We used to attend classes “in person” with our local Osher Lifelong Learning Institute (OLLI). Since we returned from our Peace Corps service in Moldova two years ago, I’ve studied topics ranging from foreign policy to science fiction films.
That ended when the coronavirus pandemic cut short this spring’s schedule. The OLLI program at Duke University and others nationwide have been scrambling since then to provide classes online.
I wrote this article after Champa and I returned home from Europe in March, just before the coronavirus made such travel impossible. It felt inappropriate to publish it then. A new article in The Washington Post prompts me to share it now, with hope for better times.
Champa and I were accompanied on our recent European trip by Laura, Camille, Adrien and Tim. They were our guides on free walking tours, a travel idea we hope to use again after the current crisis passes. Perhaps you can use it then, too.
Traditionally, you had to buy an advance ticket for a walking tour of a city, but several years ago some companies began switching to a “pay what you like” model. The concept spread, even to Moldova, where we served in the Peace Corps.
The two of us prefer this model because the guides are motivated to provide a great experience every time. Their tips depend on it and their companies monitor their online reviews.
All of our guides on free walking tours have been enthusiastic local experts who provided a 2-3 hour blend of history, architecture, culture and humor.
In Bruges, Belgium, for example, Laura explained how the picturesque Flemish city became a center of European commerce, declined and then reemerged as a cultural hub. She described its majestic belfry and churches and shared stories about how it came to possess both a Michaelangelo statue and swan-filled ponds. Laura spent several years in Australia, so her narration had an unexpected accent.
In Ghent, our guide was Camille, whose description of that city’s historic competition with Bruges provided an interesting counterpoint. Camille took us to several buildings that served powerful guilds and to others that beckoned sailors seeking prostitutes. We also learned the history of Belgium’s famous beer, potato fries and other foods.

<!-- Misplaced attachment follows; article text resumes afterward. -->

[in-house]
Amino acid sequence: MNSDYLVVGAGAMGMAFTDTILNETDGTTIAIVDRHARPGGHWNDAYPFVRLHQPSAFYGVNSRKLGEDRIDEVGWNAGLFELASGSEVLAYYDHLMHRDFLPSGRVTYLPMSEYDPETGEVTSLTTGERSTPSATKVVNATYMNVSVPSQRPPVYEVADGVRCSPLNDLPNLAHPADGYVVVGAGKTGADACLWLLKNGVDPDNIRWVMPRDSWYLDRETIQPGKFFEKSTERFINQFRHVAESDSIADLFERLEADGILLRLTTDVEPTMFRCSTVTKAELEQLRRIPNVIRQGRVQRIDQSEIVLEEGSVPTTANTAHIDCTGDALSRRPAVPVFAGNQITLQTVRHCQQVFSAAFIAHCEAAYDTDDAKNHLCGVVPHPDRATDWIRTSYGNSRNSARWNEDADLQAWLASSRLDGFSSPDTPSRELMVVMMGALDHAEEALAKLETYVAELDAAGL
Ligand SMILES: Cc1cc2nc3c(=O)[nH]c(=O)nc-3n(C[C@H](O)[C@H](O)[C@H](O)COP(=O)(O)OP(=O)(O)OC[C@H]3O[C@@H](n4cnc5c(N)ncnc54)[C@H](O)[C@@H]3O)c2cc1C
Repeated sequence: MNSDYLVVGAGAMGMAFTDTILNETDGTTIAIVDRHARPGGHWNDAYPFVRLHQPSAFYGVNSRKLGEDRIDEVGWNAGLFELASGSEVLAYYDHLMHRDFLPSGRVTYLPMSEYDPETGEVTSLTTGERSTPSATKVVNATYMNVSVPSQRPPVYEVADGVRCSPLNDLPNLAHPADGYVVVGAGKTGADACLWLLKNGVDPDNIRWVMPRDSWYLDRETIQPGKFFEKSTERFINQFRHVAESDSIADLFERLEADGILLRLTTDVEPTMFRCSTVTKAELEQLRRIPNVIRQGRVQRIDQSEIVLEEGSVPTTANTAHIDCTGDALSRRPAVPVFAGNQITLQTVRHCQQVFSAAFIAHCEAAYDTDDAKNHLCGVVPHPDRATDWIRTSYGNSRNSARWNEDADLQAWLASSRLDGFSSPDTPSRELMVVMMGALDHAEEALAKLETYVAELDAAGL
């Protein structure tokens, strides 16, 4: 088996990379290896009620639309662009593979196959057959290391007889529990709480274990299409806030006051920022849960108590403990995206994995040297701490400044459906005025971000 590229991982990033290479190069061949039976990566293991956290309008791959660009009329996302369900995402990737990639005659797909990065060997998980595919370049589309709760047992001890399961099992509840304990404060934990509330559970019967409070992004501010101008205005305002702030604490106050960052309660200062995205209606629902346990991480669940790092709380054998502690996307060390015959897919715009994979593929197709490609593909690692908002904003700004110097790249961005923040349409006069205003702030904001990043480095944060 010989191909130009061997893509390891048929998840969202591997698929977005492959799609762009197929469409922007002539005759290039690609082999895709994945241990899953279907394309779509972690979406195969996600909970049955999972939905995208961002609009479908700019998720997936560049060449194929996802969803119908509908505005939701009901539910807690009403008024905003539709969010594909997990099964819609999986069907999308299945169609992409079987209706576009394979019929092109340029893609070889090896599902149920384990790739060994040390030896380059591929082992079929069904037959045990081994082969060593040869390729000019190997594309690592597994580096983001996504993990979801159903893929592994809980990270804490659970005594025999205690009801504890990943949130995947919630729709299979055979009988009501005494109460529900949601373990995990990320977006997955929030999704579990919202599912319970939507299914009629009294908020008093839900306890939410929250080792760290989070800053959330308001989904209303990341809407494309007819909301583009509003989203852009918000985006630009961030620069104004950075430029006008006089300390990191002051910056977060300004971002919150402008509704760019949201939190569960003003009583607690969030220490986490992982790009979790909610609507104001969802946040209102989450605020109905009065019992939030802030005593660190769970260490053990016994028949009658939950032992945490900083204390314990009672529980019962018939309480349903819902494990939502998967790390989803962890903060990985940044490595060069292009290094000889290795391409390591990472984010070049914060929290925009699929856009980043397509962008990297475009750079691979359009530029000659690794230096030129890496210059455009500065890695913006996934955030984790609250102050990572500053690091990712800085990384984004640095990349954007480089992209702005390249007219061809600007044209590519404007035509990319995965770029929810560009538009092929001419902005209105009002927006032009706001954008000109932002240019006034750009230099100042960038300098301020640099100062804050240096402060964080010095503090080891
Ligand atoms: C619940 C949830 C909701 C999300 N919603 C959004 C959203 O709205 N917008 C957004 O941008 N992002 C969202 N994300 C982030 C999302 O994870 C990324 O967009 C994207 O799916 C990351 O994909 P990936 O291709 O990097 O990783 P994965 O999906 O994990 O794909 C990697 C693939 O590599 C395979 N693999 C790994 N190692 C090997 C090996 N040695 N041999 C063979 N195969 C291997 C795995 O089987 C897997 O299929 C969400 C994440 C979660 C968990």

Our guide in Brussels, Adrien, expanded the food conversation to include waffles and chocolates. He pointed out architecural oddities in its magnificent Grand Place and suggested local beers for us to sample when we stopped at a bar halfway through our tour. Like other guides, he also addressed some difficult topics. Standing in front of a statue of King Leopold II, he described how millions of Africans died under brutal Belgian rule.
In Amsterdam, our guide, Tim, told another story of colonial oppression, this one about Dutch rule in Indonesia. He also brought us to a former Jewish neighborhood and to the Anne Frank House to consider what happened to Amsterdam’s Jews under German occupation. Mostly, though, Tim kept us smiling as he riffed on everything from Dutch cheeses to the maintenance of canals. When he told us he also works as a stand-up comedian, we weren’t surprised.
During our Peace Corps service, we took free walking tours in several East European cities, such as with the guide you see below from Sofia, Bulgaria. Her excellent tour ranged from the architecture of a local mosque to the city’s many symbols of recent Communist rule.
All of our guides combined light material with more serious sights. As Adrien said in Brussels, “I don’t want you to get churched out.” We found all the tours just right in length. We haven’t had a bad experience yet. Needless to say, we tipped all of the guides and posted favorable reviews. Hennessey, who showed us around Dublin during an earlier trip, told us his mother checked his reviews regularly.
Free walking tours can also help you find a good hotel or Airbnb, as I learned from one of my favorite blogs, The Senior Nomads. If you’re looking online for a place to stay, check where the walking tour originates, then search near there. You’ll end up close to top attractions instead of in a distant neighborhood.
Champa and I know how fortunate we are to have returned safely at a time when the coronavirus is claiming an enormous physical and economic toll. People around the world are struggling, and those on the front lines are risking their lives to help us. We are grateful to all of them.
As we isolate at home, we’re dreaming of the day when we can again explore a new city with a good walk.